Non-native (shadow) mode

When the LMDB is not in a native format, Lightning Stream needs to create shadow copies of the data DBIs to keep track of change timestamps. Every second it will check if the local LMDB has changes (last transaction ID has changed), and merge the local data into the shadow DBIs when changes have been detected. This requires a full scan over all records.

Non-native mode can be used by setting the schema_tracks_changes setting is set to false.

If the LMDB also uses MDB_DUPSORT functionality, Lightning Stream can support it by setting dupsort_hack to true. This comes with additional caveats. MDB_DUPSORT is not supported at all in native mode.

Older PowerDNS Authoritative versions

PowerDNS Authoritative server 4.7 did not use a native schema and required both schema_tracks_change: false and dupsort_hack: true.

Additionally, it requires the lmdb-random-ids=yes setting for the LMDB backend.


This non-native mode does come with several limitations and downsides.

Timestamp precision

Changed records will get the current timestamp, but these will only have a precision of around 1 second, since we only check it once per second. This can cause updates to the same record on multiple instances to applied in the wrong order.

Consider this example, in order of execution, but within one second or so:

  • On instance A, key "example" is set to "A".
  • On instance B, key "example" is set to "B".
  • Lightning Stream on B performs a sync iteration.
  • Lightning Stream on A performs a sync iteration.

In this example, the value "A" will end up with a later timestamp than value "B", and the instances will soon converge on this value "A", which is an older value.

With a native schema, the application would have set a nanosecond precision timestamp on the records, and the newer value "B" would have won, assuming that the clocks on both instances are in sync.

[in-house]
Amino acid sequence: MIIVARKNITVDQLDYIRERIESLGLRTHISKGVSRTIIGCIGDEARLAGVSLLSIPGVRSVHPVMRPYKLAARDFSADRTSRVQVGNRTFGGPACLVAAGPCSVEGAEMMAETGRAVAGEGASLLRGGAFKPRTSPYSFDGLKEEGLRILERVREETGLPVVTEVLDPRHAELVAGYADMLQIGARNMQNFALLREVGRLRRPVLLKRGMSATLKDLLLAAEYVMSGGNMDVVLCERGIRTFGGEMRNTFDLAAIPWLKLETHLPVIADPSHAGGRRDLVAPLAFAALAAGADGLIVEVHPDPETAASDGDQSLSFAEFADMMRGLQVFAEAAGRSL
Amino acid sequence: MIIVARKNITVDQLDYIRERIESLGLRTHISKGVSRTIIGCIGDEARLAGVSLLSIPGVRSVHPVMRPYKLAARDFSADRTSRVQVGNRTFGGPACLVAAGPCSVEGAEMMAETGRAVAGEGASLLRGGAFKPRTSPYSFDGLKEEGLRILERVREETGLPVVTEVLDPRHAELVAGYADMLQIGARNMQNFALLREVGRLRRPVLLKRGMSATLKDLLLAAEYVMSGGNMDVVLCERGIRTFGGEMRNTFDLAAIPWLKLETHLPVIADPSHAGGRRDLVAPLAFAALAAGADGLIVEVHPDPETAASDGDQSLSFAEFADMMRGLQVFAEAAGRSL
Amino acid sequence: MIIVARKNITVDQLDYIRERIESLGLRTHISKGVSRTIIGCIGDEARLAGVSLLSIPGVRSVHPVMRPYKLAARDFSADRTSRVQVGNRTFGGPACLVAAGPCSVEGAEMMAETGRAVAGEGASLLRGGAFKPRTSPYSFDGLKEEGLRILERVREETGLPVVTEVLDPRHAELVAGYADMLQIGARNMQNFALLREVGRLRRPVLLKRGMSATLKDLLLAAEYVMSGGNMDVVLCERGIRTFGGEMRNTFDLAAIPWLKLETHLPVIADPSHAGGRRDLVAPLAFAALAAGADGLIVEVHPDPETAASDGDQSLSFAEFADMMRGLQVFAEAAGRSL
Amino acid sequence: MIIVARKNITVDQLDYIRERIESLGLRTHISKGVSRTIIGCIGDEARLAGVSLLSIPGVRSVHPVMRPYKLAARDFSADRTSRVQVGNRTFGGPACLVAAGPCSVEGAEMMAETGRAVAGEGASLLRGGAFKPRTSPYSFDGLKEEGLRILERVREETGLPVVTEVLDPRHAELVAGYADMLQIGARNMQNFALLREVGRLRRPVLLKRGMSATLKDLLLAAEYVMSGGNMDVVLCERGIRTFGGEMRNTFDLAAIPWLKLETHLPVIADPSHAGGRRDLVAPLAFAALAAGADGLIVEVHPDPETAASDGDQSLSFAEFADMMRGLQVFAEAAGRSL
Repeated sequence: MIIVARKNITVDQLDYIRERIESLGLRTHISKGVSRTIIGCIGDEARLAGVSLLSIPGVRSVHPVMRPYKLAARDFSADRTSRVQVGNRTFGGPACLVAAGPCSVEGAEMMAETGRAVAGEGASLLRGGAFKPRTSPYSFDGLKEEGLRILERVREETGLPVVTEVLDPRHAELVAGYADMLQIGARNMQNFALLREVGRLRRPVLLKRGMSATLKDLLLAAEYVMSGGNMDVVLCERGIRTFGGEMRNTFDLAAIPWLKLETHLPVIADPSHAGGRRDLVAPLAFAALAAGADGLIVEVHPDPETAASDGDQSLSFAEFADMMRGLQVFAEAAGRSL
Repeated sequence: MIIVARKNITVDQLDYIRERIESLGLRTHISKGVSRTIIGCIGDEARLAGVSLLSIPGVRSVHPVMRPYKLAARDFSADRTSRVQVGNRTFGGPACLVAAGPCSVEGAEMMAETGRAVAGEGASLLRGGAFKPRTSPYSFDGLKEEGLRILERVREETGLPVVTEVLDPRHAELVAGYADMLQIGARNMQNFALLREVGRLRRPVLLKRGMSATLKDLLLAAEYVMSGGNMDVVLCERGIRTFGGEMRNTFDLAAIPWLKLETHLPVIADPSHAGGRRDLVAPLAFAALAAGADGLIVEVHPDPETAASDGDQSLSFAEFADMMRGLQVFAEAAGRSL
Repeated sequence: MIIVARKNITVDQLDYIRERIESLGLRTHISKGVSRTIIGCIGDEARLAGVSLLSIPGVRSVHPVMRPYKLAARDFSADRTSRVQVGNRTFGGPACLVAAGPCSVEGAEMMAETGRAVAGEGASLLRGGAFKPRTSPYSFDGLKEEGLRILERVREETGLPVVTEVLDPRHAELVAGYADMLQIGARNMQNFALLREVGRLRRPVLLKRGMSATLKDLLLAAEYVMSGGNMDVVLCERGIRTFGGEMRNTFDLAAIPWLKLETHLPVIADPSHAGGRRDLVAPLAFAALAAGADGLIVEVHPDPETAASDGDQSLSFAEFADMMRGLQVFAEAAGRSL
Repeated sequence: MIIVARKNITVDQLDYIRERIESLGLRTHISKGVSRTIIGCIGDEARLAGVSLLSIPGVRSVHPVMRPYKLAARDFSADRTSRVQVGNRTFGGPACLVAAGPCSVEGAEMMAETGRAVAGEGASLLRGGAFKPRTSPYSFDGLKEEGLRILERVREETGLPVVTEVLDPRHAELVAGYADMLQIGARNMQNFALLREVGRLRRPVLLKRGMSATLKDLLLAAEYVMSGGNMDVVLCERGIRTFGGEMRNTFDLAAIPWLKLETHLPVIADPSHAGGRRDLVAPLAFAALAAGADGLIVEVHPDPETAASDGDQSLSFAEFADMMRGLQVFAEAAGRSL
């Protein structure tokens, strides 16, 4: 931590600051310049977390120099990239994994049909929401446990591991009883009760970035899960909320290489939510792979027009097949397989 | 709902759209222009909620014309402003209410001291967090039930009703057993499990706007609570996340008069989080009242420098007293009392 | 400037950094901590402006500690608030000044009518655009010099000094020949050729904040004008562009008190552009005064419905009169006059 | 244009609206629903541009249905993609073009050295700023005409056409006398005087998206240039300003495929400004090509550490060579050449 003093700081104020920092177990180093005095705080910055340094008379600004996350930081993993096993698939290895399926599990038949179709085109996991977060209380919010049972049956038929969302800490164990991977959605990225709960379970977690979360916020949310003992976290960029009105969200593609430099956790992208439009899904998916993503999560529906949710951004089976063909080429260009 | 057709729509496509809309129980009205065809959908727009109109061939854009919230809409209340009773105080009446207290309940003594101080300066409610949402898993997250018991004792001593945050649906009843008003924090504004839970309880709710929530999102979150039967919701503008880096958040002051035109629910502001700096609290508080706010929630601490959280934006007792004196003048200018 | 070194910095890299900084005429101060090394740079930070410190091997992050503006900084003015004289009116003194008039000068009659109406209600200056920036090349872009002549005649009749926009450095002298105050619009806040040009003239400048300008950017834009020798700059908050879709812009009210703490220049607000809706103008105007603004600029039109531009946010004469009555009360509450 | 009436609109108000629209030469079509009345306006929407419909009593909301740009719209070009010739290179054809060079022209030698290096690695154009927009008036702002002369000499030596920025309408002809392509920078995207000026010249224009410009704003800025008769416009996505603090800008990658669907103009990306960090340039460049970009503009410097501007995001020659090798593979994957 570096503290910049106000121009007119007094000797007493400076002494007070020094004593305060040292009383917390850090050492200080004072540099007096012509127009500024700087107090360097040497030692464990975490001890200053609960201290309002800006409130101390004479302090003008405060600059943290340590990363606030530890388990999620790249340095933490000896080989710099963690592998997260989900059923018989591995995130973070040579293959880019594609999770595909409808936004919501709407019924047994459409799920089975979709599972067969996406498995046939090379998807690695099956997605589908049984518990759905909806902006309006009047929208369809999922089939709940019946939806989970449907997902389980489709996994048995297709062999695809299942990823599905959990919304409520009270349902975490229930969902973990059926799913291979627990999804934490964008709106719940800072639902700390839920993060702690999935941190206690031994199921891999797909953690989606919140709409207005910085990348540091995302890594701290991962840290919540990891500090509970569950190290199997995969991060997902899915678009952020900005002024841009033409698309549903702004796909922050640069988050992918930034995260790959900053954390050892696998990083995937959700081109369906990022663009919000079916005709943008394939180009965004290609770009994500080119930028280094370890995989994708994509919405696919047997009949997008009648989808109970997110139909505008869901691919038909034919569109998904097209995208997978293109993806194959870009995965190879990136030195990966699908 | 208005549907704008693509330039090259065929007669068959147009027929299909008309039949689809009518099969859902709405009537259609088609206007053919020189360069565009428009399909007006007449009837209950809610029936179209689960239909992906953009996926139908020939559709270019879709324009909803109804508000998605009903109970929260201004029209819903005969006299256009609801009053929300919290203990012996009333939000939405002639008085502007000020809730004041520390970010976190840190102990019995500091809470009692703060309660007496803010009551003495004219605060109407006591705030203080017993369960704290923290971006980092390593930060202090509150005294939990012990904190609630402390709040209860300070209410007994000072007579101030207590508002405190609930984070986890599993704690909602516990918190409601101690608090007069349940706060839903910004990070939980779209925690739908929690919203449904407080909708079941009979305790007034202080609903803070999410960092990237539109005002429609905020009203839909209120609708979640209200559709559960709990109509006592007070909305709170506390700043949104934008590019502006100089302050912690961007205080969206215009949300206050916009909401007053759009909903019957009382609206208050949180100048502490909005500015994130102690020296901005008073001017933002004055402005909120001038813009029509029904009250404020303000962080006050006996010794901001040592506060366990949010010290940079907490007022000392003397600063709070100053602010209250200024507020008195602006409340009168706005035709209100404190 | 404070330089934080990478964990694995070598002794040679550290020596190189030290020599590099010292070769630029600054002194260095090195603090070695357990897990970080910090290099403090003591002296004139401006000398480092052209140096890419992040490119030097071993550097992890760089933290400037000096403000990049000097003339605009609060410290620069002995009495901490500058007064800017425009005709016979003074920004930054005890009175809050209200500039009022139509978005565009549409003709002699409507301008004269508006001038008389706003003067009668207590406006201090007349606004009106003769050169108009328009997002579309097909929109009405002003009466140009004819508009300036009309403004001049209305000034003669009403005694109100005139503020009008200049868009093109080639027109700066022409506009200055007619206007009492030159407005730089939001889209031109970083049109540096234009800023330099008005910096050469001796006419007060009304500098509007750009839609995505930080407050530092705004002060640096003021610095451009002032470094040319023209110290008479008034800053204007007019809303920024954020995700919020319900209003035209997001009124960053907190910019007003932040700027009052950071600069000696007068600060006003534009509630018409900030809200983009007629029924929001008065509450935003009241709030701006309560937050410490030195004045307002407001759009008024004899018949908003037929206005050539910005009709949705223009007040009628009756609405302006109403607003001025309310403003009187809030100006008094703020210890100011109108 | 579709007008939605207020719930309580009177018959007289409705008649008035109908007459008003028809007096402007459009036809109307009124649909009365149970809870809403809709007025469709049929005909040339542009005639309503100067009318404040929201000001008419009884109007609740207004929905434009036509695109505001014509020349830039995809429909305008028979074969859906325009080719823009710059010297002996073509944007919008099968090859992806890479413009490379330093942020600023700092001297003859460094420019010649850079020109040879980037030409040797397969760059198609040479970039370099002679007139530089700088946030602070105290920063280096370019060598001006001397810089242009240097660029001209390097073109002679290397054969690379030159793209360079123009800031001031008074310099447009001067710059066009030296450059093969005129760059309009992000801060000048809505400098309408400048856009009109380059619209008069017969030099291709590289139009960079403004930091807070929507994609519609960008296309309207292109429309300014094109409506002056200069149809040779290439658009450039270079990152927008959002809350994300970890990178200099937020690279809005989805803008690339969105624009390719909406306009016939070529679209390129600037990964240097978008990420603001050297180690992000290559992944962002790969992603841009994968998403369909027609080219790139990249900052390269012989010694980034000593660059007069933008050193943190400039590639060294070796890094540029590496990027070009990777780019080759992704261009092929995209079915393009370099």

This issue can be mitigated by sticking to one server for updates from the same client. This guarantees that the client will always immediately see the changes it applied, and in the right order.

The dupsort_hack

When the schema contains DBIs with MDB_DUPSORT set, Lightning Stream needs to perform an additional transformation, as its merge algorithm requires unique keys. The dupsort_hack rewrites keys in the shadow tables for these DBIs to include part of the value, to make all keys unique.

For these DBIs, every time a change is detected Lightning Stream currently needs to completely rewrite the shadow DBI, and the original DBI if it needs to sync back changes from remote instances.

Long write locks

Every sync operation, including creating a local snapshot, requires a write lock on the LMDB, because the shadow DBIs need to be updated. Write locks -- unlike read locks -- prevent the application from writing at the same time. This issue is exacerbated by the extra time needed to update shadow tables, especially when the dupsort_hack is also needed.

This likely constrains its use to relatively small LMDBs with thousands of records, not millions.

Double LMDB disk and memory usage

The need to create the shadow DBIs effectively doubles the required disk space and memory usage of the LMDBs.